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Does antiMatter matter

  1. Jul 15, 2010 #1
    According to Newtons law of gravitation
    when 2 masses are separated by distance d ,,, then the gravitational force acting on them is
    F = Gm1m2/d2

    Does this apply to antimatter and antimatter (negative mass and negative mass)??

    And also does it apply to matter and antimatter (mass and negative mass)?

    (I actually am very very new to this concept of antimatter ..... so if I m wrong somewhere please do point out so that I can improve!)

    Thanks for your help!!
  2. jcsd
  3. Jul 15, 2010 #2
    No, antimatter has mass in the same way that matter does.
  4. Jul 15, 2010 #3
    Antimatter and matter are attracted together both by gravity and magnetism. Dealing with gravity antimatter has mass and matter has mass. Antimatter has an opposite spin causing opposite charge, but it still has mass. Same for matter. The point is antimatter has a positive mass. How can you have a negative mass? A mass of 0 would not have mass. Negative mass? How can that be?
  5. Jul 15, 2010 #4
    Got it ... I just heard about this negative mass research going on somewhere related to antimatter.... maybe I heard wrong!!
    So the overall attraction between antimatter and matter will be more than tat between matter and matter separated at the same distance.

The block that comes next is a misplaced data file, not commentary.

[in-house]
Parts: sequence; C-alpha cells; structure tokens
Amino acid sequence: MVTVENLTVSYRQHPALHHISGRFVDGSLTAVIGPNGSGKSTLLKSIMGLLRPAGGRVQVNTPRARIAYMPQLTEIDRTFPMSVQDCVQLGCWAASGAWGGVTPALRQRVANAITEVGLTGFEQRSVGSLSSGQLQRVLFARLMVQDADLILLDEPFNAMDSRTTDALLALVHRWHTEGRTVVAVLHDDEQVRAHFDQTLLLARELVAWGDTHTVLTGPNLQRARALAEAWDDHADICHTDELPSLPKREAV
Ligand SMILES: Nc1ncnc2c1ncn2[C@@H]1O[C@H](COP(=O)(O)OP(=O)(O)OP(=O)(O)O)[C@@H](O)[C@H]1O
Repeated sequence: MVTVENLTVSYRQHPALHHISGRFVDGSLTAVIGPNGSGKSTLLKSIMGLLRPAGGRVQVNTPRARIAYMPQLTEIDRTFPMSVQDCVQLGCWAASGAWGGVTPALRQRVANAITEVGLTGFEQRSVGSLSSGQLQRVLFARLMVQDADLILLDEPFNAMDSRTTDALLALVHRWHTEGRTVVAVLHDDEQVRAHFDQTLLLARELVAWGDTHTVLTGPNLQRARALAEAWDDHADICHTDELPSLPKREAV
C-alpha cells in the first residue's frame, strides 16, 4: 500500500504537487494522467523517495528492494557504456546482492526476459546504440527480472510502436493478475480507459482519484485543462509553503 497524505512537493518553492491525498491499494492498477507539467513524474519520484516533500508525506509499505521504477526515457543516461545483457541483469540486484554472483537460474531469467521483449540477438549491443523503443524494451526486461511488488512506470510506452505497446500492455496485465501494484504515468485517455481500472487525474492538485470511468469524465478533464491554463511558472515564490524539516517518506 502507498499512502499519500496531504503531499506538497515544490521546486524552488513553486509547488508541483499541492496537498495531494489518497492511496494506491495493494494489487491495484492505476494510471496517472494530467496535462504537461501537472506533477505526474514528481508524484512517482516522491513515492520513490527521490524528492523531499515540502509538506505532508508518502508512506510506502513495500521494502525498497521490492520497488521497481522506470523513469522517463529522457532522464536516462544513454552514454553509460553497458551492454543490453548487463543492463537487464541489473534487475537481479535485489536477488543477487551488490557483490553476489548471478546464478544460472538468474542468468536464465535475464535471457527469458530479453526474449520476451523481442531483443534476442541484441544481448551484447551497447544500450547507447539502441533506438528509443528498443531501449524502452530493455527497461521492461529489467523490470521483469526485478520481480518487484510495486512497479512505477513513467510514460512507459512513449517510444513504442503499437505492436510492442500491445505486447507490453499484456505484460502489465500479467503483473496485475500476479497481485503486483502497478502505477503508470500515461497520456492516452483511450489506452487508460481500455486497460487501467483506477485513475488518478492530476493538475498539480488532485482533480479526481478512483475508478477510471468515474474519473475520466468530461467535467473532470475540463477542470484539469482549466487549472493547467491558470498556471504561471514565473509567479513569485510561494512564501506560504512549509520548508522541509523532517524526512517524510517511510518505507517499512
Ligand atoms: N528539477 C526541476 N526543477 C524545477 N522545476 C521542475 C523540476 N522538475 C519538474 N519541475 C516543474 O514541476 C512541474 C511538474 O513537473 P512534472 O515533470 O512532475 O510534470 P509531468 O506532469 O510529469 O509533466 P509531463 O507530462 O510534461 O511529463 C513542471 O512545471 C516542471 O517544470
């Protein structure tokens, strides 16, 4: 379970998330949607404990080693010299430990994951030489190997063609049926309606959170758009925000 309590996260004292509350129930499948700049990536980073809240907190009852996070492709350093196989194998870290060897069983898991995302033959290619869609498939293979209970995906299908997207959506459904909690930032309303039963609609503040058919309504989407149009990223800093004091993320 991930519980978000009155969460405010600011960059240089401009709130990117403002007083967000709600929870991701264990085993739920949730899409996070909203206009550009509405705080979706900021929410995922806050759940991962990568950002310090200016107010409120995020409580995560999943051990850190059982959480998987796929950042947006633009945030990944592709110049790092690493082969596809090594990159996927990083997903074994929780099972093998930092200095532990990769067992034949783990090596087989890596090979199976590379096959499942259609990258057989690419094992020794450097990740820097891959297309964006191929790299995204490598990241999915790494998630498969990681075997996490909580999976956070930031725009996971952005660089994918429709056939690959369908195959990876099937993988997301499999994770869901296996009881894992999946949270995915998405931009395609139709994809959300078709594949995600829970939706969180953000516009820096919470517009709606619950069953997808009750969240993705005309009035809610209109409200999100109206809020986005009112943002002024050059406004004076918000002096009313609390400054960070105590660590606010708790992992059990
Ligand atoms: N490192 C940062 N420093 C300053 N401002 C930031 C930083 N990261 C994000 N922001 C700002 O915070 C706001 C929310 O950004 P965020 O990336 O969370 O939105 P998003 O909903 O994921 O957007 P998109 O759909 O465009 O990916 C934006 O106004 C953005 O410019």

6. Jul 16, 2010 #5
    When you say attraction are you talking about gravity , The attraction between a proton
    and an anti-proton would be the same as the G attraction between two protons ,
    And like the anti-particle of the electron is the positron , it has the same weight as the electron but opposite in charge .
  7. Jul 16, 2010 #6


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    I agree with everything that is said here, but I want to point out that this question has not yet been experimentally tested. While most physicists believe on theoretical grounds that antimatter will react in a gravitational field the same way as matter, it would be nice to have an experimental test. People are actively working on cooling antimatter to the point where the rate at which it falls in the Earth's gravity field can be measured, to verify that it falls at the same rate as matter. With the recent hints that neutrinos and anti-neutrinos have different oscillation rates, and the poor understanding of what led to the matter/antimatter asymmetry in the current universe, it looks like there are things here that we don't yet fully understand.
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